MQTT Exercise: Sending Messages

Setup

✅ You can find a prepared project skeleton in intro/mqtt/exercise.

✅ In intro/mqtt/host_client you can find a host run program that mimics the behavior of a second client. Run it in a separate terminal using the cargo run command. Find more information about the host client below.

The client also generates random RGB colors and publishes them in a topic. This is only relevant for the second part of this exercise.

❗️ Similar to the http exercises you need to configure your connection credentials in cfg.toml for both programs. Besides WiFi credentials you'll also need to add MQTT server details. Check each cfg.toml.example for required settings. Remember the name between brackets in the the cfg.toml file is the name of the package in Cargo.toml.

The structure of the exercises is as below. In this part, we will focus on the Temperature topic.

example_client_broker_board

Tasks

✅ Create an EspMqttClient with a default configuration and an empty handler closure.

✅ Send an empty message under the hello_topic to the broker. Use the hello_topic(uuid) utility function to generate a properly scoped topic.

✅ Verify a successful publish by having a client connected that logs these messages. The host_client implements this behavior. You should run it in another terminal.

✅ In the loop at the end of your main function, publish the board temperature on temperature_data_topic(uuid) every second. Verify this, too.

Establishing a connection

Connections are managed by an instance of esp_idf_svc::mqtt::client::EspMqttClient. It is constructed using

  • a broker URL which in turn contains credentials, if necessary
  • a configuration of the type esp_idf_svc::mqtt::client::MqttClientConfiguration
  • a handler closure similar to the http server exercise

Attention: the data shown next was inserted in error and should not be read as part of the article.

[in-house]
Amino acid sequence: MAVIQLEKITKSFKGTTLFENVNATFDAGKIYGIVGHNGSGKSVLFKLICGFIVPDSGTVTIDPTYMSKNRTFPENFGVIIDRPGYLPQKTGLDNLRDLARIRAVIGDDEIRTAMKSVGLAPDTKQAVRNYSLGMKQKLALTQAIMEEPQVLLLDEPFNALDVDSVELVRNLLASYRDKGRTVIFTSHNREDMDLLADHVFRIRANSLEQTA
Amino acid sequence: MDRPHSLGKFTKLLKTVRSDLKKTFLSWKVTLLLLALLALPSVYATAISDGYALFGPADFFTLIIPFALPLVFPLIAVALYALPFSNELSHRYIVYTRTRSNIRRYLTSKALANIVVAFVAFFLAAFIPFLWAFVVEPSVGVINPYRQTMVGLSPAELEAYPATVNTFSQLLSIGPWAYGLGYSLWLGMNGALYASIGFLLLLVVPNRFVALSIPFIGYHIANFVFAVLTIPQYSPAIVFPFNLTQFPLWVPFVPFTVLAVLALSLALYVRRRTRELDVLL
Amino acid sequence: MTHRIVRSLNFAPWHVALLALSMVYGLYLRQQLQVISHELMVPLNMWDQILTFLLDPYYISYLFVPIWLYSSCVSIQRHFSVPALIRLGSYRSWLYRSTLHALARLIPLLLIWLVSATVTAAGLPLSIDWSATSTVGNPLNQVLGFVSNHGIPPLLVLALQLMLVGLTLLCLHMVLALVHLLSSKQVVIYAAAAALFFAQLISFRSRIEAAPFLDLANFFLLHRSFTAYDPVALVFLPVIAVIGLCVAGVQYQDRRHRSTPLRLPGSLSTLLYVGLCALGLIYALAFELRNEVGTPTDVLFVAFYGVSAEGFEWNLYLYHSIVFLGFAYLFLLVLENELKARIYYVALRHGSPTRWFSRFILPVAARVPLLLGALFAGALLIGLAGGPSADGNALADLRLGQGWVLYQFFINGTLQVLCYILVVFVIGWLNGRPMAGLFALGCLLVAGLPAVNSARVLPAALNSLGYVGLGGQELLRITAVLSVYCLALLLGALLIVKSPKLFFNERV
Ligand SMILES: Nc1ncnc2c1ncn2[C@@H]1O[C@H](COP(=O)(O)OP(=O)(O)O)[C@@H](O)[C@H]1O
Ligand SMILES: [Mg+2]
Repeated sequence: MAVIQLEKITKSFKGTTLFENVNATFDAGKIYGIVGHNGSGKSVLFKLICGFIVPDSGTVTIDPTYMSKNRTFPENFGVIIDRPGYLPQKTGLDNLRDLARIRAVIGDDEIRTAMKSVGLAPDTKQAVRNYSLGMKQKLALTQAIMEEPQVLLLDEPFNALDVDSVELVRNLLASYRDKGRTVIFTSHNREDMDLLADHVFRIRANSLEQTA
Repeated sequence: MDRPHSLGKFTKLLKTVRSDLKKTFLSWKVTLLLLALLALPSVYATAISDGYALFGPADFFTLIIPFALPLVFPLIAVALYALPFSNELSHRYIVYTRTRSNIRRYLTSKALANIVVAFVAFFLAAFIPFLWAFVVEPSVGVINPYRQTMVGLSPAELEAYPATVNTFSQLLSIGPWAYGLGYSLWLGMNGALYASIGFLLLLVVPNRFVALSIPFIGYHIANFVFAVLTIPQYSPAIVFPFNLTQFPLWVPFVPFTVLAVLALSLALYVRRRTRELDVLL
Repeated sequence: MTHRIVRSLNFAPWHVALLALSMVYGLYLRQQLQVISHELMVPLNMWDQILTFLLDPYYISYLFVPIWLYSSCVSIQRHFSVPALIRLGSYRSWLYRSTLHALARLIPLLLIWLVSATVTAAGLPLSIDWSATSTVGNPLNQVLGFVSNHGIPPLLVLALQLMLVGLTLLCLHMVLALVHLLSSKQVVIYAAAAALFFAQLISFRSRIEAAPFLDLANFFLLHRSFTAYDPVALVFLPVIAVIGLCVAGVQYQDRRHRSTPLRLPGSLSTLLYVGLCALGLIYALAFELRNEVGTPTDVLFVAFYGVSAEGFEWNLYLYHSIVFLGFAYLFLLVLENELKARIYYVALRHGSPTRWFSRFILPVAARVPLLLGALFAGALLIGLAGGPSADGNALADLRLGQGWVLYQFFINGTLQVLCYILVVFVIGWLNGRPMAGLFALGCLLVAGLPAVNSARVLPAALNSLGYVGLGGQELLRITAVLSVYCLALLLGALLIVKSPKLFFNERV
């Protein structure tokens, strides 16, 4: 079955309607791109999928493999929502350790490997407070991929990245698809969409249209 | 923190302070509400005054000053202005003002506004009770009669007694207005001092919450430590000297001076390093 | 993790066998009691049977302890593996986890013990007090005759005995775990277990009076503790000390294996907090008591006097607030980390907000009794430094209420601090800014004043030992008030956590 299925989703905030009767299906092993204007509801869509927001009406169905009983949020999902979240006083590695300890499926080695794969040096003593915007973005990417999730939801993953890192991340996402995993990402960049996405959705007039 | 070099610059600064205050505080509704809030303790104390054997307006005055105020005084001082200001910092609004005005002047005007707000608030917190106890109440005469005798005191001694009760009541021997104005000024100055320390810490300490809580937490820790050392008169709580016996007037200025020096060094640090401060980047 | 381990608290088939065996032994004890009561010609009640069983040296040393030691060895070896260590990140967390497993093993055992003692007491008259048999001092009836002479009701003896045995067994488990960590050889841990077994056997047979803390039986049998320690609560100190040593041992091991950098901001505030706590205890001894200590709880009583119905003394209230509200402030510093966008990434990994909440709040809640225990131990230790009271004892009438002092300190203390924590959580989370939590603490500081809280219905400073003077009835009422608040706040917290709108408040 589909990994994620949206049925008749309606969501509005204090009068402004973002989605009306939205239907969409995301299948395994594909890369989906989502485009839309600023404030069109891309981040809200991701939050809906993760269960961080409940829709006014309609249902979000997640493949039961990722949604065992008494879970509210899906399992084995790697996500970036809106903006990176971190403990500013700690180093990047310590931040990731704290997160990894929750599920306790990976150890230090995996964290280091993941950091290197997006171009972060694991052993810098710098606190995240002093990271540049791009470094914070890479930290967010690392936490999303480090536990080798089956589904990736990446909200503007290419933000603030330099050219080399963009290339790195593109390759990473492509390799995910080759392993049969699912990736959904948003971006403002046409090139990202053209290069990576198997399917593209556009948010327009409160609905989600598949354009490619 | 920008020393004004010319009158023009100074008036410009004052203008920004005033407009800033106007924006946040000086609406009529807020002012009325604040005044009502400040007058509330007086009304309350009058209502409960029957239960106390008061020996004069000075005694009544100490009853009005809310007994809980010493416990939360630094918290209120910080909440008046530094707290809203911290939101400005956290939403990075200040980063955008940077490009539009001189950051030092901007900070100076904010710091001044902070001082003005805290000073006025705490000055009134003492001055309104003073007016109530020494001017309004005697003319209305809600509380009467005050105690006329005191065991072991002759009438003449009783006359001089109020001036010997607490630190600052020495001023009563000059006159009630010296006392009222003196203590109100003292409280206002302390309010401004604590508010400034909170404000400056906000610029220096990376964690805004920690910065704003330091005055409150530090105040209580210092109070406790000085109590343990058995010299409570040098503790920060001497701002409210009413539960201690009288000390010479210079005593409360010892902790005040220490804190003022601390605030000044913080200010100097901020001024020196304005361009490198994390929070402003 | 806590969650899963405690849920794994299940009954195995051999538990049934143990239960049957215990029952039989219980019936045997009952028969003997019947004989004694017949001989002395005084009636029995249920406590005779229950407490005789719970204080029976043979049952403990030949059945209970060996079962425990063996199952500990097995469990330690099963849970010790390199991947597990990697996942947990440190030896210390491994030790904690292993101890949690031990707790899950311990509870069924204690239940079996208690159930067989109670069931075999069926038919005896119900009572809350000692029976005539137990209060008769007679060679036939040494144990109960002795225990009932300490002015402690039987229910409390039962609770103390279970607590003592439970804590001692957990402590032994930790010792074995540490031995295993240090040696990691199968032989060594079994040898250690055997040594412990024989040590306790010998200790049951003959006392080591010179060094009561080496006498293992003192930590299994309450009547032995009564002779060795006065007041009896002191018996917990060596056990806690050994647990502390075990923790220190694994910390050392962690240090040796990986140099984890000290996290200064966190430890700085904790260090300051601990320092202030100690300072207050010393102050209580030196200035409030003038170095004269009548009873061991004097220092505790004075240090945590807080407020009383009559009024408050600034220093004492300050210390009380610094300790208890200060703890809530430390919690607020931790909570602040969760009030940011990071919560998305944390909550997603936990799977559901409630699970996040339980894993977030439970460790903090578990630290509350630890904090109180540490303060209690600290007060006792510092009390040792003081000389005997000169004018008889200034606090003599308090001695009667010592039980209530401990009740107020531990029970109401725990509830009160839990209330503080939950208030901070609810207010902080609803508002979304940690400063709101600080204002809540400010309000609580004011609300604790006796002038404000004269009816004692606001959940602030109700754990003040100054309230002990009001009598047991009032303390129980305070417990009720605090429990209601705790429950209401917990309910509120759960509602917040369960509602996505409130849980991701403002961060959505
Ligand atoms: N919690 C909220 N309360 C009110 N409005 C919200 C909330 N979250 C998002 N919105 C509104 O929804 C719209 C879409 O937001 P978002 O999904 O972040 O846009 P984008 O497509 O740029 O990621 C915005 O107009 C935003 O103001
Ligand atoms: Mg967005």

#![allow(unused)]

fn main() {
let mut client = EspMqttClient::new(broker_url, 
    &mqtt_config, 
    move |message_event| {
        // ... your handler code here - leave this empty for now
        // we'll add functionality later in this chapter
    })?;

}

Support tools & crates

To log the sensor values sent by the board, a helper client is provided under intro/mqtt/host_client. It subscribes to the temperature topic.

The mqtt_messages crate (located in common/lib) supports handling messages, subscriptions and topics:

Functions to generate topic strings

  • color_topic(uuid) - creates a topic to send colors that will be published to the board.
  • hello_topic(uuid) - test topic for initially verifying a successful connection
  • temperature_data_topic(uuid) - creates a whole "temperature" topic string

Encoding and decoding message payloads

The board temperature f32 float is converted to four "big endian" bytes using temp.to_be_bytes().


#![allow(unused)]
fn main() {
// temperature
let temperature_data = &temp.to_be_bytes() as &[u8]; // board
let decoded_temperature = f32::from_be_bytes(temperature_data); // workstation
}

Publish & Subscribe

EspMqttClient is also responsible for publishing messages under a given topic. The publish function includes a retain parameter indicating whether this message should also be delivered to clients that connect after it has been published.


#![allow(unused)]
fn main() {
let publish_topic = /* ... */;
let payload: &[u8] = /* ... */ ;
client.publish(publish_topic, QoS::AtLeastOnce, false, payload)?;
}

Troubleshooting

  • error: expected expression, found . when building example client: update your stable Rust installation to 1.58 or newer
  • MQTT messages not showing up? make sure all clients (board and workstation) use the same UUID (you can see it in the log output)
  • Make sure the cfg.toml file is configured properly. The example-client has a dbg!() output at the start of the program, that shows mqtt configuration. It should output the content of your cfg.toml file.
  • error: expected expression, found . while running the host-client can be solved with rustup update